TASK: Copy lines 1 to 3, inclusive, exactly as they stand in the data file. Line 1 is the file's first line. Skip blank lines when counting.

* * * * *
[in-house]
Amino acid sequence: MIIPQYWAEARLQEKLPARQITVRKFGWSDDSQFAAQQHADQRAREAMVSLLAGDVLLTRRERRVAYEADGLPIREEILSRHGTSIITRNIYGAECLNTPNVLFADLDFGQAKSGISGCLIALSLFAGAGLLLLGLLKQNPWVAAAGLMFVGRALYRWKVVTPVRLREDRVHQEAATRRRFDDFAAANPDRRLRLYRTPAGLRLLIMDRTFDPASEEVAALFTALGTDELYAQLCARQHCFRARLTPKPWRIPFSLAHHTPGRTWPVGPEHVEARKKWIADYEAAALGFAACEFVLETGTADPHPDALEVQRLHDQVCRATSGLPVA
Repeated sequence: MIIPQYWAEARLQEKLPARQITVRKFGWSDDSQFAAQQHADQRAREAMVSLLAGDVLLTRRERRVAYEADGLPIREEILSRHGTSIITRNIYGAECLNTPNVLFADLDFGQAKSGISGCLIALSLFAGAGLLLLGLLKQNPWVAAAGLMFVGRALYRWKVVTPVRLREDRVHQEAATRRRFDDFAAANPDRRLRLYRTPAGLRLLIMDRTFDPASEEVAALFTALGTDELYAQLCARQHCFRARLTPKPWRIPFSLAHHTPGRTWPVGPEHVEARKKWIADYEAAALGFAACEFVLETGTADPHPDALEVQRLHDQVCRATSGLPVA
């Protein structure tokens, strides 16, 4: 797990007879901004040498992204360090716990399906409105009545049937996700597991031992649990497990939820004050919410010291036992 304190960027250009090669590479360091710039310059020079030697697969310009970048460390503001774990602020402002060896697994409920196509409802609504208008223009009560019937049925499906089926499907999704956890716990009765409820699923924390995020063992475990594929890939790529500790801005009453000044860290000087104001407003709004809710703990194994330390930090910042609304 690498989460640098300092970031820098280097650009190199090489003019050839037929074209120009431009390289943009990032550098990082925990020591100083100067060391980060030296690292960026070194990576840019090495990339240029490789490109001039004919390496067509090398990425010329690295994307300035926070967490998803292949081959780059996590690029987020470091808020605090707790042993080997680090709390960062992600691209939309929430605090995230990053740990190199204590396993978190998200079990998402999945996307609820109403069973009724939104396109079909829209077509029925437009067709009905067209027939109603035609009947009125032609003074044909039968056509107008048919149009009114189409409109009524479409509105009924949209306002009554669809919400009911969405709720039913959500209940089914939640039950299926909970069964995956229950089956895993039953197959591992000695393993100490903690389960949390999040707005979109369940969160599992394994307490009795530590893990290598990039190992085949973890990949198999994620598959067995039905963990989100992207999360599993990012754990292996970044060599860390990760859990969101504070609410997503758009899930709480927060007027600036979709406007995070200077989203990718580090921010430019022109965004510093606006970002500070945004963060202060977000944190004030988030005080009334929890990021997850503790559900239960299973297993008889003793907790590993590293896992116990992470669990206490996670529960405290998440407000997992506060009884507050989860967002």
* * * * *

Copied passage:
[in-house]
Amino acid sequence: MIIPQYWAEARLQEKLPARQITVRKFGWSDDSQFAAQQHADQRAREAMVSLLAGDVLLTRRERRVAYEADGLPIREEILSRHGTSIITRNIYGAECLNTPNVLFADLDFGQAKSGISGCLIALSLFAGAGLLLLGLLKQNPWVAAAGLMFVGRALYRWKVVTPVRLREDRVHQEAATRRRFDDFAAANPDRRLRLYRTPAGLRLLIMDRTFDPASEEVAALFTALGTDELYAQLCARQHCFRARLTPKPWRIPFSLAHHTPGRTWPVGPEHVEARKKWIADYEAAALGFAACEFVLETGTADPHPDALEVQRLHDQVCRATSGLPVA
Repeated sequence: MIIPQYWAEARLQEKLPARQITVRKFGWSDDSQFAAQQHADQRAREAMVSLLAGDVLLTRRERRVAYEADGLPIREEILSRHGTSIITRNIYGAECLNTPNVLFADLDFGQAKSGISGCLIALSLFAGAGLLLLGLLKQNPWVAAAGLMFVGRALYRWKVVTPVRLREDRVHQEAATRRRFDDFAAANPDRRLRLYRTPAGLRLLIMDRTFDPASEEVAALFTALGTDELYAQLCARQHCFRARLTPKPWRIPFSLAHHTPGRTWPVGPEHVEARKKWIADYEAAALGFAACEFVLETGTADPHPDALEVQRLHDQVCRATSGLPVA